You guys know how we feel about Juan Pierre. We like him as a dude. We like the way it looks like he's borrowing a giant man's helmet. We like calling him John Peter. And we think he stinks at baseball.
Just for giggles and shits, I plugged the phrase "Juan Pierre" into our Bill Simmons 1980's Movie Reference Software (available at BestBuy), and here's what I got:
"In the world of out machines, Juan Pierre is the WOPR." Not bad for $24.95!
And now, take it away, Jayson Addcox of mlb.com
What is it about the on-base percentage that a player like Juan Pierre -- who leads the Dodgers in at-bats, runs scored, hits, stolen bases, triples and games played -- gets knocked for not having his higher than .350?
So much to digest, so quickly. Let's chuck the grammatical wonkiness out the window and just try to deal with the question at hand: Why does Juan Pierre get knocked for having an on-base percentage below .350? I made a list!
1) Because he's a lead-off hitter.
2) Because he has no power to make up for his lack of OBP.
3) Because he's being paid $45 million by the Dodgers.
4) Because his OBP isn't just a hair below .350 -- it's .324 this year.
5) Because .324 is good enough for 134th out of 171 eligible MLB batters.
6) Because there's a massive conspiracy against Juan Pierre.
By the way, why didn't he just say "gets knocked for not having his higher than .400
"? It would have made Pierre look a lot better to anyone who was too lazy to look up his actual OBP.
Of course, Juan Pierre leads the Dodgers in triples, so I'm supposed to let it go, I guess. I'm supposed to forget that he's a lead-off hitter who doesn't walk for a second, and give him credit for leading the team in AB's? Wait -- hold on -- I'm supposed to be giving him credit at all for leading the team in AB's when in the same sentence you're admitting that he can't get on base? Ba-wuh?He's batted in four different spots in the lineup this season. When he's hitting well, he's in the leadoff or No. 2 slot, but when he's slumping, manager Grady Little hasn't hesitated putting Pierre in the seventh or eighth slot.
I know I'm opening myself up to "you wouldn't know because you never played baseball" criticism here, but is it really so difficult to hit in different spots in the line-up? Does Juan Pierre's head explode when he sees that he's batting in the 7th spot? Is he suddenly going up to the plate and trying to catch the ball in his mouth because he has no idea how to hit 7th?
(Incidentally, I did play baseball, at least when I was young. Played 3rd base for my little league team. My coach encouraged me to play 3rd like a hockey goalie, and ended up earning the nickname "Reggie" that year thanks to late 80's Bruins goalie Rejean Lemelin. What were we talking about again?)The issue with Pierre is that he doesn't walk. Plain and simple, his OBP suffers because he averages one walk every 21 at-bats. On the season, he has just 24 walks in 510 at-bats, which is the lowest in the Majors. On the flip side, Pierre doesn't strike out often, either. He has struck out just 32 times this season, which is once every 15.9 at-bats, making him the hardest batter to strike out in the Senior Circuit.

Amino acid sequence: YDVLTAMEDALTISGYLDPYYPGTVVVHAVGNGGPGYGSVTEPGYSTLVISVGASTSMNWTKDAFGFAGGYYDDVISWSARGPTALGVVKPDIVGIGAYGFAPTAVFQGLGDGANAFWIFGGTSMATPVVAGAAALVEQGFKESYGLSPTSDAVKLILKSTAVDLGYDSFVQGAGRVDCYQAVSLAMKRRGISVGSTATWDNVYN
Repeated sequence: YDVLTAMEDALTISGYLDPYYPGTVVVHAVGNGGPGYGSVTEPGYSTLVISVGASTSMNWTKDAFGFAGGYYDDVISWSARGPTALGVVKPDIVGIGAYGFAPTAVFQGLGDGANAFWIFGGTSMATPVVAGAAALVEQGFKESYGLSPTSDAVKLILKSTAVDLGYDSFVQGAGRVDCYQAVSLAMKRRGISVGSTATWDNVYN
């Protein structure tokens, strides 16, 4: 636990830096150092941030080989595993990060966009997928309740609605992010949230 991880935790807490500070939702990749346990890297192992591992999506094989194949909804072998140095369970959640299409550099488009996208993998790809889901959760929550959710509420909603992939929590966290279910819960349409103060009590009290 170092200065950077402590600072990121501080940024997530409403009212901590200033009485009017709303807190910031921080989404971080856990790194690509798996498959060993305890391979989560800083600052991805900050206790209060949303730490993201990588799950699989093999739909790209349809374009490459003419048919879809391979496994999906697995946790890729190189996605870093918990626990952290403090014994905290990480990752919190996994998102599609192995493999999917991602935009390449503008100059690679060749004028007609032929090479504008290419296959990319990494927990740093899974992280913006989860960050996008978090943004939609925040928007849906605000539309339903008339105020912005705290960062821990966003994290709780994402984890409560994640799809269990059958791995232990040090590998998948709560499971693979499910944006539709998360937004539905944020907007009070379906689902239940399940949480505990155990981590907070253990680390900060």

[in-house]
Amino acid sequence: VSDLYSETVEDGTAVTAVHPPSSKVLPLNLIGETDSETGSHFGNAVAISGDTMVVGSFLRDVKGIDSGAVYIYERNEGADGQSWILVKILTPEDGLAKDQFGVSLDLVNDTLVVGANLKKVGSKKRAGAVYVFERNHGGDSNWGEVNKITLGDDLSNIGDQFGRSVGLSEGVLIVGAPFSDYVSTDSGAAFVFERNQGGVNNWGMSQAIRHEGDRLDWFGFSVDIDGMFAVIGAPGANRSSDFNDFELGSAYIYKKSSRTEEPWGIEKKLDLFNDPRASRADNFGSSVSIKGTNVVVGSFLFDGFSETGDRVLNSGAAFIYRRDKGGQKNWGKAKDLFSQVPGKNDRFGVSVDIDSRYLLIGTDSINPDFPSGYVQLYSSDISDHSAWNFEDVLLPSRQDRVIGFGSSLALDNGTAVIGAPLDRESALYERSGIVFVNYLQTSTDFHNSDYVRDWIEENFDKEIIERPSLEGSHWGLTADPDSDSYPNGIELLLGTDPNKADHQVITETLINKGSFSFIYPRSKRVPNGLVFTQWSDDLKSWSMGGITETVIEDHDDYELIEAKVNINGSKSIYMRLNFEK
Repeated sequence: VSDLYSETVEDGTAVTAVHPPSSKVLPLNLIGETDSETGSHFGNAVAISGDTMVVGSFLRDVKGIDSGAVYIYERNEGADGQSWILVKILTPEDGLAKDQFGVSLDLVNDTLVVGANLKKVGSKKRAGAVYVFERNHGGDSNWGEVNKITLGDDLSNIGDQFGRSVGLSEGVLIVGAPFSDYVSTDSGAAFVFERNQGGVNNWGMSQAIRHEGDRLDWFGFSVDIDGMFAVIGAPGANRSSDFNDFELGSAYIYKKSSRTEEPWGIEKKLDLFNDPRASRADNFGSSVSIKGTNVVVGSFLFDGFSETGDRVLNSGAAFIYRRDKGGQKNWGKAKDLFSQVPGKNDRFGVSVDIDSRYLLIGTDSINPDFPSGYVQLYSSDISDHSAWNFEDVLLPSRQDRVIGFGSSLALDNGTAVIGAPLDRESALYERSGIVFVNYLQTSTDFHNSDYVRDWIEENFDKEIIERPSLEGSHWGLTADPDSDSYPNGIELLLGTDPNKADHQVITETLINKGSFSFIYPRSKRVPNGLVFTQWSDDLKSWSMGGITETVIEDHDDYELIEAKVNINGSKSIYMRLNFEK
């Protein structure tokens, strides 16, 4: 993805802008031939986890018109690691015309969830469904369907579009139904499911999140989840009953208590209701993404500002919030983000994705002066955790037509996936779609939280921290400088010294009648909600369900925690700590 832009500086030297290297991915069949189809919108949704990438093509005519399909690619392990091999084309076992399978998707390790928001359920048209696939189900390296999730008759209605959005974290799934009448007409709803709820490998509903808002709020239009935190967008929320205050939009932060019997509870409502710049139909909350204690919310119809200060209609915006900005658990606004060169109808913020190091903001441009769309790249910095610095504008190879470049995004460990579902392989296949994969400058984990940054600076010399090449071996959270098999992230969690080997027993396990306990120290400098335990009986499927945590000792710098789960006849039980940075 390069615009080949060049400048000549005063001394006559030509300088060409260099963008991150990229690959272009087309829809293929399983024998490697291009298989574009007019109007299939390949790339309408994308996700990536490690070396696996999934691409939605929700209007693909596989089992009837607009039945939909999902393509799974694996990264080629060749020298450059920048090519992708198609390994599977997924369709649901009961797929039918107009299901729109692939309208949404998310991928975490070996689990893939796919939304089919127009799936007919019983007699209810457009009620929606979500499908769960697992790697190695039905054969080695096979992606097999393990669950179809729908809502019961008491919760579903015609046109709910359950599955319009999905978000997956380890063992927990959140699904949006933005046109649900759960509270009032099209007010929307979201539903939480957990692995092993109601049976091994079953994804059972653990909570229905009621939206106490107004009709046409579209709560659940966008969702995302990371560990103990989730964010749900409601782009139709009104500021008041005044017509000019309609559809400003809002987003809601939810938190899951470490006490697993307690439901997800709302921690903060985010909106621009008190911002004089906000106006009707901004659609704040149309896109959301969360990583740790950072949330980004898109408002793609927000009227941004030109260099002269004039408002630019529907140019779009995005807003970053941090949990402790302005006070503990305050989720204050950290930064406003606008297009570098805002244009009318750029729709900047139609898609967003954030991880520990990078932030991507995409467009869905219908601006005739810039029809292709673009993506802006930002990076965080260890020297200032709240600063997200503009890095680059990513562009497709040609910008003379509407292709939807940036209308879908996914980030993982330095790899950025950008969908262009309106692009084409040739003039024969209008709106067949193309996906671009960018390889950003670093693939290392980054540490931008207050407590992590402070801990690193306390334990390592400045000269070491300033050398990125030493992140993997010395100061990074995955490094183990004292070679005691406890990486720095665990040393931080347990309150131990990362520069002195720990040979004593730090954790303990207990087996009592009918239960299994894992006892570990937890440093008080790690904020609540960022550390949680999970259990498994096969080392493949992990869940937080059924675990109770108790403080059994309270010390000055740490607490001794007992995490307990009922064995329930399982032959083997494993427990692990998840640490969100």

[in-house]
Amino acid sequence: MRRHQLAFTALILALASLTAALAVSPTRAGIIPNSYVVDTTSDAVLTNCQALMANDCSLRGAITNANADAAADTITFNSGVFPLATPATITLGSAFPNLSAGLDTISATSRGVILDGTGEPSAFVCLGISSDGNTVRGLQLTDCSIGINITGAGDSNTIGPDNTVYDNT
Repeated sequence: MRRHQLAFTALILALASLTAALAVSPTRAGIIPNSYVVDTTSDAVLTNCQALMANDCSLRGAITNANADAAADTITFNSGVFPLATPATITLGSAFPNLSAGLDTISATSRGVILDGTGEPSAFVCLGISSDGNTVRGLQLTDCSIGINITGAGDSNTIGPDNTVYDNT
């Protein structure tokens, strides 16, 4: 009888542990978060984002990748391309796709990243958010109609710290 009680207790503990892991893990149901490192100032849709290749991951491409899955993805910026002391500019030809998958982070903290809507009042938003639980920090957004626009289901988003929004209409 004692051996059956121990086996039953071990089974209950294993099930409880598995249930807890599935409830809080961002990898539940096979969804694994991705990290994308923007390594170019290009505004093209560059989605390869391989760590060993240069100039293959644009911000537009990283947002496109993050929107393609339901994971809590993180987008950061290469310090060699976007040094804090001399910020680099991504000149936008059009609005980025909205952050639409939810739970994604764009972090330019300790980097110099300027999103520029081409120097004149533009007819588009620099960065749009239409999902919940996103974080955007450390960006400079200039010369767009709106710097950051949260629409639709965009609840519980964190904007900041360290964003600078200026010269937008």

In the red corner: walking. Getting on base. Not getting out. Making the pitcher throw at least four pitches to you. Getting to first base so you can do the one thing you do well: steal bases.
In the blue corner: not striking out. In Pierre's case, finding other ways to get out. If you believe us, not really a good thing. Not a bad thing, just not a good thing.
Not striking out isn't "the flip side" of not walking. It's a different goddam coin. A coin that you keep in your pocket when talking about baseball because it's not really relevant, unless you want to talk about the virtues of the coin itself in a vacuum. You know what I mean. (Hopefully. Because I don't.)
Also, those of you who like not-striking-out-ability usually point to things like productive outs and "good things happening when you put the ball into play." Of course, Pierre's a lead-off hitter, so more than any other player in the line-up, he's going to have the lowest percentage of opportunities for "productive outs" anyway.
This season, Pierre leads the Dodgers with 147 hits. He is fifth in the NL with 45 multi-hit games, he leads the Majors with 14 sacrifice bunts and he's second in the Majors only to Jose Reyes with 50 stolen bases, and yet his OBP supposedly isn't cutting it.
"Jayson, it's Darryl. Just going over your copy for the latest mlb.com article...No, yeah, it's fine. One thing. Looks like the word 'supposedly' somehow got into the last sentence of paragraph eight...Right...No? You sure?"
"He's a disruptive force when's he's on base," Little said. "The other team has to be concerned with him regularly and it disrupts the pitcher. The whole key is for him to get on base and that's what we like."
Write it down, kids: When writing an article in support of Juan Pierre, it's okay to admit that he has a low OBP, as long as you quote the manager of his team saying that the whole key is for him to get on base. A thing, which, you've already pointed out, he does poorly. Compared to some of the elite leadoff batters in the game, Pierre's .324 on-base percentage is considerably low. Reyes has an OBP of .375, Hanley Ramirez is at .392, Chone Figgins is at .392 and Ichiro is at .396, so the consensus is that a No. 1 or 2 hitter in the lineup needs to have a .350 or higher OBP.
But like Pierre said, "It is what it is."
Can't argue with that.
Labels: grady little, jayson addcox, juan pierre, obp